I turned around to have a look at this percussionist and found her to be an extremely good looking woman and the flush of embarrassment on her face made her look even more attractive. She gave me a shy but broad smile and I could not refrain myself from complimenting her beauty and said with a smile, “Young lady, has anyone told you before that you very much resemble Sonam Kapoor.”

She was taken by surprise but as the impact of the comment hit her, she put her head down and started laughing softly and then slowly raised her head and tried to suppress her laugh by covering her mouth with one hand. Still laughing, she leaned towards me and said, “I wish I could say, with a straight face, that you look like Shahid Kapur” and burst into another round of laughter.

I conceded and said, “Shahid Kapur toh raha dar kinare, these days people think I look more like Anna Hazare.” Once again she thought it was a funny remark and laughed a little more loudly and that attracted the attention of the qawwal too. Looking at the age difference between the young lady and me, he started singing with great fervour,

“Khuda sawal karega agar qayamat mein,
To hum bhi kah denge hum lut gaye sharafat mein,
Hamen to loot liya mil ke husn walon ne,
Kaale kaale balon ne gore gore gaalon ne.”

The import of the song made me straighten back to my original position in a hurry. But the lines evoked great boisterousness – clapping, foot-tapping and pumping the air - in the crowd that could have matched any in a rock concert.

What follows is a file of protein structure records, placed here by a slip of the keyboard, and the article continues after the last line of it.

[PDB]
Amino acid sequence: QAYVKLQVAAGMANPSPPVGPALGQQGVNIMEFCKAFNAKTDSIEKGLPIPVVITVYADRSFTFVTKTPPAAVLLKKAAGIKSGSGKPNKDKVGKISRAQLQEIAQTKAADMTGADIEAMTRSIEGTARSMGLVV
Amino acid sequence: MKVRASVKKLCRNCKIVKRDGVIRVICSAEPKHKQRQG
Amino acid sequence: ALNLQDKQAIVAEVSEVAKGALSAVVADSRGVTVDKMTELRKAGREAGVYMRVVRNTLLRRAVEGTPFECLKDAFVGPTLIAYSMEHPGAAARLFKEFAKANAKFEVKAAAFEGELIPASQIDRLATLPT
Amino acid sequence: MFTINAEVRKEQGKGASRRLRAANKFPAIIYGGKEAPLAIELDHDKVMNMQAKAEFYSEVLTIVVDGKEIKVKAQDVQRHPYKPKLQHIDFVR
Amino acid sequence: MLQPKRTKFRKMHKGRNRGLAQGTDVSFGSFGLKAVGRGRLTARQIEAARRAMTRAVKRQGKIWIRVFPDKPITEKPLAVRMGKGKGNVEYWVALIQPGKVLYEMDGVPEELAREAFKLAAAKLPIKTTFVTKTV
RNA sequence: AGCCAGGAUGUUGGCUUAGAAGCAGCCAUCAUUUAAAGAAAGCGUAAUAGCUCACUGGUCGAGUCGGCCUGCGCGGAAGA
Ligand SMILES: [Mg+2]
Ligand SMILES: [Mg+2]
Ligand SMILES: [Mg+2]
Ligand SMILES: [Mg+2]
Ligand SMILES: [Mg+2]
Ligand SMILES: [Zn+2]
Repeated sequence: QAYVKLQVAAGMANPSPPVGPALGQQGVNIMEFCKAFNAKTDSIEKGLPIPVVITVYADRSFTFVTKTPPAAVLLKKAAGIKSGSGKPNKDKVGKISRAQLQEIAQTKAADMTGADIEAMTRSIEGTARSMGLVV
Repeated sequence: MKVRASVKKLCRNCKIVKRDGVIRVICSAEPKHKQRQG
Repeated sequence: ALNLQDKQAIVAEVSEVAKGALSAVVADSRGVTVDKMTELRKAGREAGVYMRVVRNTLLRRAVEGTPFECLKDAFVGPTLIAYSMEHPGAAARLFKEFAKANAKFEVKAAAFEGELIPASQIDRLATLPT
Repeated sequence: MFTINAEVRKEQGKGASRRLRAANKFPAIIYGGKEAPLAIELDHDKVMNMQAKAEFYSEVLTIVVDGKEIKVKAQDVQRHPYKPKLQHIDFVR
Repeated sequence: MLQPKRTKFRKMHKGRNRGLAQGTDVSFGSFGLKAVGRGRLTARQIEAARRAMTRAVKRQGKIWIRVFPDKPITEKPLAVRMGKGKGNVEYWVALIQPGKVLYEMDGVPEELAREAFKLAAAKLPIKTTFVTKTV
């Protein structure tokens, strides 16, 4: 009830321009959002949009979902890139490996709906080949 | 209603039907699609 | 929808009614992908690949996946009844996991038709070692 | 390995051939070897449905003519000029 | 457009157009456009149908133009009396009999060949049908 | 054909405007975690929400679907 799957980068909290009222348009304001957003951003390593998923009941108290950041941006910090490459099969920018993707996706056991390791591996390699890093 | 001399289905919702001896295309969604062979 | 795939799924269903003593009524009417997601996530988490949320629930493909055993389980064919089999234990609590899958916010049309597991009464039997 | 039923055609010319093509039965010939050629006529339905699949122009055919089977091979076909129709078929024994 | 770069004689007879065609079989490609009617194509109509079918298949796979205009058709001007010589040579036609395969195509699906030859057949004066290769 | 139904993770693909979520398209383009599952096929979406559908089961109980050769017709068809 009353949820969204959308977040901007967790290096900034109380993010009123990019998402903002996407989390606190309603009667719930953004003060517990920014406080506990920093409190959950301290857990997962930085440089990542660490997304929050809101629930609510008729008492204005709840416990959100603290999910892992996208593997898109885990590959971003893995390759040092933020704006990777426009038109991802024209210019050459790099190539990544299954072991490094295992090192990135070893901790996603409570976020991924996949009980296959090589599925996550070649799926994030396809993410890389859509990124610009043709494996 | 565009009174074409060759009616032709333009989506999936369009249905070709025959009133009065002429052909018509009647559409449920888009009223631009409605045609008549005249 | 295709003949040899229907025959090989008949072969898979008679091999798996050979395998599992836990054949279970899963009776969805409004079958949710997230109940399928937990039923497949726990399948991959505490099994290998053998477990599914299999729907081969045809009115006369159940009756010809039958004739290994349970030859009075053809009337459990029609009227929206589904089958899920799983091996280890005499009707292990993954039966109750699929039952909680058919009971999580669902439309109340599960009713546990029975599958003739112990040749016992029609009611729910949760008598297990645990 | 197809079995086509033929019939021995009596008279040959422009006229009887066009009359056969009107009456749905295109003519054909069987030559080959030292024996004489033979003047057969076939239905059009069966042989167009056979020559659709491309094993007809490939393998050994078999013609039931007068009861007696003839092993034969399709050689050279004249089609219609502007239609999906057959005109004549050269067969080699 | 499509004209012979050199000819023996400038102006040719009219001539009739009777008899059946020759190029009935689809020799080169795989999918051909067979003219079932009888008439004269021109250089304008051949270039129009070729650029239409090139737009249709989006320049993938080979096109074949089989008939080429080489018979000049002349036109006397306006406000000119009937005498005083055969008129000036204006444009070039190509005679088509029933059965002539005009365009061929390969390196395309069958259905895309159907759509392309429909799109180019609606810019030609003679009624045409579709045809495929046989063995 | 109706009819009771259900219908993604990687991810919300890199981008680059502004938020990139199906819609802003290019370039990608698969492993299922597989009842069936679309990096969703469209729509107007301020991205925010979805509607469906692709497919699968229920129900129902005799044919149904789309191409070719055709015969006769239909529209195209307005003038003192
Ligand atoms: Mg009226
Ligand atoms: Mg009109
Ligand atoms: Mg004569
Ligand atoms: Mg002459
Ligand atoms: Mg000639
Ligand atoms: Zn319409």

After a few minutes, the young man next to me got up to leave and I thought, with some sadness, that this was, perhaps, the last of Sonam that I would be seeing. Just then, I heard a soft conspiratorial whisper from the back saying, “Anna ji, could I get you and your wife some coffee.”

I smiled at her and, with the practice of some many years, said in a flirting tone, “Sonam ji if you insist, how can I say no to you?”

She gave a light pat on my shoulder and said, “Anna ji, you are incorrigible.” 

The only person not enjoying this was my wife. She hissed, “It doesn’t suit your age to say such dialogues to a young girl.”

But I was on a high and dismissed her concern with a flippant, “Ah ha, what you should actually admire is that even at this age, I can charm young ladies especially if they happen to be slim and trim.”

Coffee arrived and the young lady sat next to me in the chair vacated by her husband. She said, “Anna ji, we must keep in touch.”

“Sure. I always like to be in touch with good looking ladies. Closer the better.”

Again, the remark caught her off-guard and this time she had to put both her hands to her mouth to silence her laugh. We exchanged telephone numbers but with the condition that she would make the first call and not me.

The story would have normally ended here if there had been no follow-up.

But after a week, Sonam called me on my landline. Chirpily her opening lines were, “May I speak to Anna Hazare ji?” 

In a playful but serious tone I replied, “Aap kaun bhenji bol rahi ho?”

And she laughingly said, “Tumhari Sonam”

Seizing the opportunity, I broke into a song,

“Aaajaa Sonam  …. madhur chandni mein,
Agar Hum Tum mile to wirane mein bhi aa jayegi bahaar.”

And the “virane mein bhi aa jayegi bahar,” set her off again.

After ten minutes of such nok jhok, we disconnected.

Ab dekhein agay agay hota hai kya. But for the present, wife has gone on a crash diet. 

Saturday, February 26, 2011

Lover's Tiff

 “I just don’t understand what you see in that guy?”

”Darling it was just harmless socialising.” 

“Just get lost.”

“Sweetheart it’s not good to take anger to the bedroom.”

 “You brought it on.”

 “Okay I am ending it. Honey, Kuchh meetha ho jaye.”

“Ooh, ooh your bite is hurting, maan” said he turning over.